The smoothbore, two-stage barrel has "•A•VITRE•PAR•M•IAQVES•DE•GOVLET•" in gold letters along the top of the breech section, an "IG" shield shaped maker's mark on top at the breech, gold and silver floral and classical motifs inlaid along the top of the barrel in matted panels, and bright fire blue finish on the balance. The trigger guard has coordinating decoration. The trigger is offset to the right and pinned above the tail of the lock. The beautifully sculpted lock has some delicate scroll and floral patterns, a bestial design on the jaw, a amorino/putto mask by the wheel, beveled edges, and interesting design with the axle and spring fastened to the sideplate and long trigger plate rather than the lock plate. The stock has silver inlaid marquetry decoration including floral patterns, birds, amorini/putti, and classical soldiers under canopies and coordinating engraving on the silver bands. A second pommel cap with very similar silver decoration including canopies, nude classical figures, and floral patterns is included. On the second pommel, a thicker gauge of wire was used for the wire inlays. This pommel had been fitted to the pistol previously, and then the current one based on measurements of the pommel on the other pistol from this pair was made by Warren Selke and fitted later to bring the pistol back to its original configuration. Jaques/Jacques de Goulet is listed as active c. 1680 in Vitre, Ille-et-Vilaine, France, c. 1680 in "Der Neue Stockel" by Heer. The other pistol from the pair is currently listed in the Royal Armouries Collections as in the Self Defence Gallery in Leeds (Object Number XII.1072) and is marked "No. 207" on the upper right side of the barrel and does not have any barrel decoration visible. It is noted as "Probably by Jacques de Goulet of Vitre"and "From the collection of Louis XIII of France," and the Royal Armouries also note, "The pair to this pistol is held in a private collection." The William Randolph Hearst Archive at Long Island University lists the current pistol as from c. 1640 and states that "Jacques de Goulet, the maker of this fine pistol, was one of Louis XIII's official gunsmiths. It belonged to Louis XIII, and appears in the inventory of his weapons drawn up in 1685, under Louis XIV, where it is No. 207." Their description states that the "lock is of that rare XVII Century French pattern, unlike any other type, the mainspring being encased in the wooden stock and independent of the lock proper and the end of the axle-tree of the wheel is supported by the screw-plate (a French invention) forming a wide open V" and also notes the stock has an "octagonal, ovoid butt. Butt and stock inlaid throughout with silver floral scrolls, and with silver applied plates depicting animals, amorini, and oriental figures under canopies. It is noted that its "provenance and unusual character make it one of the most valuable pieces in the collection. From the Spitzer Collection." The later indicates it was in the collection of Frederic Spitzer (1815-1890) who was a well-known dealer in the late 19th century and sold many ornate arms to Baron Adolphe de Rothschild and Sir Richard Wallace. It is noted as purchased by Hearst from Arnold Seligmann, Rey & Co., Inc. in 1924 for $1478.60 and as sold to Gimbel Bros., Inc., on March 30, 1943, for $370. It is recorded in "Inventaire General du Mobilier de la Couronne." The inscription on the barrel is discussed in Chapter 14: Signatures in the highly influential book "The Flintlock: Its Origin, Development, and Use" by Torsten Lenk which notes it as found on pistols No. 207 of "Cabinet d'Armes" and later notes that one of the pistols was in the Tower of London and the other in the W. Keith Neal Collection. The same is also noted in the "Gazette des Armes" no. 277 from 1997 on page 24. King Louis XIII (1601-1643, reigned 1610-1643) became king when he was just 8 after the assassination of King Henry IV. His mother, Marie de Medicis of the powerful Italian House of Medici, had a contentious relationship with his father and essentially ruled France following Henry IV's assassination the day following her coronation until Louis XIII exiled her in 1617 and had many of her Italian supporters executed. Nicolas de L'Hospital, later Duke of Vitry, was one of Louis XIII's favorites, a captain of the royal guards, and shot and killed Concino Concini, his mother's favorite, during Louis XIII's coup. He replaced Concini as Marshal of France and was also the governor of the Bastille and helped Louis XIII consolidated the power of the French monarchy but fell from favor after abusing his power and disobeying the king. He was imprisoned in the Bastille in 1637-1643 by the order of Cardinal Richelieu, Louis XIII's chief minister, after the assault of Henri de Sourdis, Archbishop of Bordeaux. After his release, he was made a duke and peer of France but died the following year. In 1643, his younger brother Francois de L'Hospital (1583-1660), who was also close to the king since 1617, became Marshal of France and colonel of the Regiment of the Queen Mother (later the Regiment of the Crown) and became Duke of Vitry upon his brother's death in 1644. Perhaps the pistols were presented to the king in 1643-1645 by one of these two men as Duke of Vitry. They may have been looted from the Bastille during the French Revolution and then separated. Provenance: The collections of Louis XIII of France; Frederick Spitzer; W. Keith Neal; Clay Bedford; Peter Bedford; Tom Lewis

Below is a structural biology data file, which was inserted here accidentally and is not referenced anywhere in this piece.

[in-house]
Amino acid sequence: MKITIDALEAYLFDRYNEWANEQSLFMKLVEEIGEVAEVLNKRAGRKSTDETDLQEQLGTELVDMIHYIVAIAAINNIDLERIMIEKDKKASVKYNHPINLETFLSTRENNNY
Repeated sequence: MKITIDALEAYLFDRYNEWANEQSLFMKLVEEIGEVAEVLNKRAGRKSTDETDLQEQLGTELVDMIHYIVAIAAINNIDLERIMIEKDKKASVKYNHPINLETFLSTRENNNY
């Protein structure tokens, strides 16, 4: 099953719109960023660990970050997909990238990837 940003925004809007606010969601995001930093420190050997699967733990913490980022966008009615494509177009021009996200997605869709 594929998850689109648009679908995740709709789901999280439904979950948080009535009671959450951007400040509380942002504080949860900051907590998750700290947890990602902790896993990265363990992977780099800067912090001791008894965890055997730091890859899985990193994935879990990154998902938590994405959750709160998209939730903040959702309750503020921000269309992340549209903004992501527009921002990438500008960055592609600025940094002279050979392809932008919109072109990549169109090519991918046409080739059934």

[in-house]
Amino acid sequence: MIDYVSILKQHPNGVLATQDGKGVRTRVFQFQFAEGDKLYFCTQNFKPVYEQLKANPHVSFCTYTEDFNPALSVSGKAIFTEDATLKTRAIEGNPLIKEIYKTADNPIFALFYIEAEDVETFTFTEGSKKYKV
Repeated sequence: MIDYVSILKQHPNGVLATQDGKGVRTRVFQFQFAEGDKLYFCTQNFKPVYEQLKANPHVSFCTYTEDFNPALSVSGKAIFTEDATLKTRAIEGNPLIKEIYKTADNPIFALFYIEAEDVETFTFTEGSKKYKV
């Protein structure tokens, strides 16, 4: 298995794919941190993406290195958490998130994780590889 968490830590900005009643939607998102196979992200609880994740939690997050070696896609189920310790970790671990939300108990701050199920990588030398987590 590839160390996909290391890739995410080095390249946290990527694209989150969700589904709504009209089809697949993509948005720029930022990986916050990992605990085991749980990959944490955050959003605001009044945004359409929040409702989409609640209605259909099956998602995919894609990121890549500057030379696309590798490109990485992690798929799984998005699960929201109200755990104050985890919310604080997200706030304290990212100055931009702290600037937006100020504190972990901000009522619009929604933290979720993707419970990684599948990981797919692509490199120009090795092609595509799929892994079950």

Rating Definition:

Exceptionally fine overall as partially restored. This pistol is certainly in much better condition than the other pistol from the pair which is held in the Royal Armouries Collections in the U.K. It has 75% plus of the bright fire blue finish on the barrel, aged patina and moderate wear on the decorated barrel panels and trigger guard, mostly bright lock with light patina and crisp engraving, aged patina on the silver stock inlays and bands, some repairs in the forend, and some minor replacement stock inlays. The second pommel is also fine and has aged patina on the silver and mild wear on the wood. The lock has not been tested. This is a beautiful pistol owned by King Louis XIII of France in the 17th century.